Food for thought. 5K Fun Run. Hurricane Arthur. House of Wisdom. Ease of conversation. Gilded historical mansions. Beginnings amidst endings.
This week has been filled with delicious food for me, the chaperone. I went shopping again at Whole Foods early last week to replenish my raw fruits and vegetables, so that I didn’t need to eat out for every meal. My goal has somewhat been to eat two meals at the hotel from Whole Foods, and splurge on one outing. While the beautiful rainier cherries and pink lady apples made for nice breakfasts and snacks, on Tuesday I decided to try a place called Rosalina, an Italian restaurant with good reviews and walking distance from the hotel. There, I had the pleasure of meeting Desiree, the kind-hearted, personable server and bartender. I will actually be returning to Rosalina again this week, and hopefully I will get to chat with Desiree again. Did I mention that the dinner at this place was one of the best I have had while here in Providence? For starters, I decided to try a burrata cheese and grapefruit salad. The presentation was beautiful, and included two straws of chives and an edible flower. Burrata is almost like a softer mozzarella cheese. The contrast of the savory, creamy burrata and the sweet, tangy citrus awakened my palate, each bite tasting better than the last. Following the salad, I ordered the cioppino, as I was regretful that I had overlooked this option at Siena. Rosalina’s cioppino was absolutely delicious. The tomato broth was flavorful and fresh, and I ate the enormous juicy prawns, clams, and calamari, the broth falling onto the large crouton at the bottom of the bowl.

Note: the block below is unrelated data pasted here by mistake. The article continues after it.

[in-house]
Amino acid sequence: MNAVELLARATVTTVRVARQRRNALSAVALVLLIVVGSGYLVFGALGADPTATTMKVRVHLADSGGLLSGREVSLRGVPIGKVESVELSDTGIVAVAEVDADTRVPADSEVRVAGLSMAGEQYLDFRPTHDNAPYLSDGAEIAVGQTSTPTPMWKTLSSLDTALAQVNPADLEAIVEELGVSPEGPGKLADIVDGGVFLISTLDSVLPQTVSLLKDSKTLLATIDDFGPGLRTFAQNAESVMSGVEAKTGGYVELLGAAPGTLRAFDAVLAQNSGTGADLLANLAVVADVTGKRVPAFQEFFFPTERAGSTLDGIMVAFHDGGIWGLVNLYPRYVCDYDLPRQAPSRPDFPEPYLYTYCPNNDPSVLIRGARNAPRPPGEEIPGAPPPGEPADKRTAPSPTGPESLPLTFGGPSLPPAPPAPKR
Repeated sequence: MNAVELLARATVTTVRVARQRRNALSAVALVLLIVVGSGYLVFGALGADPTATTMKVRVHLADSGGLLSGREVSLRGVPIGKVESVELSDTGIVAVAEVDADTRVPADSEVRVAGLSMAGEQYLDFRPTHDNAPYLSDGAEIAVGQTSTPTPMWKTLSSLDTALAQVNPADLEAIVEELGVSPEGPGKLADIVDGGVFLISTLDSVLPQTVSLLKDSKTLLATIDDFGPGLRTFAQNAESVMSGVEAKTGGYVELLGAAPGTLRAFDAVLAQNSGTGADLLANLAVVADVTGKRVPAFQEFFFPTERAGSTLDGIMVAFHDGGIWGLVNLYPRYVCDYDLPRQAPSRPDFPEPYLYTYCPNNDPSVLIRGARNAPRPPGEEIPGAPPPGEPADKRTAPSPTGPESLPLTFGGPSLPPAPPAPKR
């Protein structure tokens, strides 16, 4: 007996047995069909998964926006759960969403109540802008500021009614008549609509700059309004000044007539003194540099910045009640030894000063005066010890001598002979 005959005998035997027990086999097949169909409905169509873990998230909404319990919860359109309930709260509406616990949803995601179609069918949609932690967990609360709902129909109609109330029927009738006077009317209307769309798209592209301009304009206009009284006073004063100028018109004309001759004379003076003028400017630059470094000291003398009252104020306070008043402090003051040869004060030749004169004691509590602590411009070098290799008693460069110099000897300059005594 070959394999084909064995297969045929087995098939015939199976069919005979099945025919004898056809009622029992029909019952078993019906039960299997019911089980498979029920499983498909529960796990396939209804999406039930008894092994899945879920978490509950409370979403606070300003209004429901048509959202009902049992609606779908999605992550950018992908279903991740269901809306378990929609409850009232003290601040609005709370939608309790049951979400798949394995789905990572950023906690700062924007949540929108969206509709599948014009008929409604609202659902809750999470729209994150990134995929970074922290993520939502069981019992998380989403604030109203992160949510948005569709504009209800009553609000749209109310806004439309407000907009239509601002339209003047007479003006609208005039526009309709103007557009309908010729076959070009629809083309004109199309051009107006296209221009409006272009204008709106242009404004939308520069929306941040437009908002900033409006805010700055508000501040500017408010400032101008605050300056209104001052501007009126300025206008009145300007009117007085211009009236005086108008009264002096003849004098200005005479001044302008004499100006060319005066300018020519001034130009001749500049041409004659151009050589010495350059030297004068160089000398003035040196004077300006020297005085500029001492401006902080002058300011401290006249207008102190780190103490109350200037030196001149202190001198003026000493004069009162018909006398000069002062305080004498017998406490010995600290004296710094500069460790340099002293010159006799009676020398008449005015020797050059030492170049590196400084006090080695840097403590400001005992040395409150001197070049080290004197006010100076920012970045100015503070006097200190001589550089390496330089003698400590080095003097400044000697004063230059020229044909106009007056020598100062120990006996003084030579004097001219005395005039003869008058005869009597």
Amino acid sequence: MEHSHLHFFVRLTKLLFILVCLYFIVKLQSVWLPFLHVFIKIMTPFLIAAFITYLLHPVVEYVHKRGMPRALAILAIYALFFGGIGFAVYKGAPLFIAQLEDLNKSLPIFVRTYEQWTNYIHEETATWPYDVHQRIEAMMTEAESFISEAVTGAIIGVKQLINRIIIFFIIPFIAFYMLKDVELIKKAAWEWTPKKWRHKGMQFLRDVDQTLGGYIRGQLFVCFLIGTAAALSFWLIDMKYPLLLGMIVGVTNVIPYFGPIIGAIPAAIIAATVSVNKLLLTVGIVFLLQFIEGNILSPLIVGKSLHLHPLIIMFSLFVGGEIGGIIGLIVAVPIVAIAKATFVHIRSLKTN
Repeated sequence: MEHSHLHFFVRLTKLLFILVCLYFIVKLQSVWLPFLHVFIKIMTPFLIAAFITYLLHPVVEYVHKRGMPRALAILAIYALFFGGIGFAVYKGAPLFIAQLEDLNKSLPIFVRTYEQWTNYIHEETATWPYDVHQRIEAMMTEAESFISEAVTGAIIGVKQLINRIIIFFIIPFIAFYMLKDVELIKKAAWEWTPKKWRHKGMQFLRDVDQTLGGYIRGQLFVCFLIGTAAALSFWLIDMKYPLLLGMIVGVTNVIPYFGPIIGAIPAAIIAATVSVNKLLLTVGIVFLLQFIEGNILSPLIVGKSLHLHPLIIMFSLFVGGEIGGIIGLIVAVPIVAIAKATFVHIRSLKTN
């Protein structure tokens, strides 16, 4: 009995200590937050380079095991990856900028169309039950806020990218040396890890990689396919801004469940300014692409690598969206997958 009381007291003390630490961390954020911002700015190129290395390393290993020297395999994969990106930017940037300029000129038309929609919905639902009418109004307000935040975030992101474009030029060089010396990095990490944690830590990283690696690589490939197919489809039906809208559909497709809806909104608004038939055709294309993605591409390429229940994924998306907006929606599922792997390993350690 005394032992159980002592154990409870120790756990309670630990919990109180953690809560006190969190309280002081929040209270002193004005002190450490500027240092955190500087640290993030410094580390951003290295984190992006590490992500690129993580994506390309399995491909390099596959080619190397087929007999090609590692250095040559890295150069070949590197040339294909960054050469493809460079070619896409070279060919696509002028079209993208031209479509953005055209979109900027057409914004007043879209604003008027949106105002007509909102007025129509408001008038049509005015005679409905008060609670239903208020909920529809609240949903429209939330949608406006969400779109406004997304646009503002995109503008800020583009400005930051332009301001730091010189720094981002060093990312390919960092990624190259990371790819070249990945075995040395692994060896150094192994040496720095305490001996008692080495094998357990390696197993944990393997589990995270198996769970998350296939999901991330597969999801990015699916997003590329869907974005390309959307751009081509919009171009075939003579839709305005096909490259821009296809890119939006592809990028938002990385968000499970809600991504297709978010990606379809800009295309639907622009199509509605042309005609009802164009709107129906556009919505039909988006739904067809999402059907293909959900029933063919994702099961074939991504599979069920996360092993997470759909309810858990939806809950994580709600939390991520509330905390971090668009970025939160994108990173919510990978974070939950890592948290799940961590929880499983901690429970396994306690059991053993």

Another meal I had was at Aspire. I really enjoyed the specialty salad I ordered, and will attempt to make it at home. The salad was arugula over slices of fresh watermelon, garnished with a few scoops of fresh feta cheese. The arugula was sprinkled with just a little olive oil, and some salt and pepper. In addition to these restaurants, I have also tried a lobster roll and fish tacos at Hemenway’s, and sushi with sorbet at Sura Providence.
With all this food, I had better be doing some activities to burn these calories off, right? Well, after yoga on Wednesday with our instructor, Liz, I told John, the coordinator of the 5K Fun Run, that I was going to try running this time, as I didn’t try it last time. In retrospect, I should have asked him questions about this run before committing, in case it wasn’t a fit for me. But now, I had committed – too late. In leaving yoga, I learned from John some more details about the run. He told me there were usually only three or four people who ran regularly. Great. Now I can’t magically disappear down a side street when the run gets hard, I thought. They will notice. Then I learned that some of the regulars liked to do a ‘little extra,’ meaning six or seven miles. And finally, there was just one rule: we could slow the pace down, but no walking was allowed. Good God, I thought. What have I gotten myself into?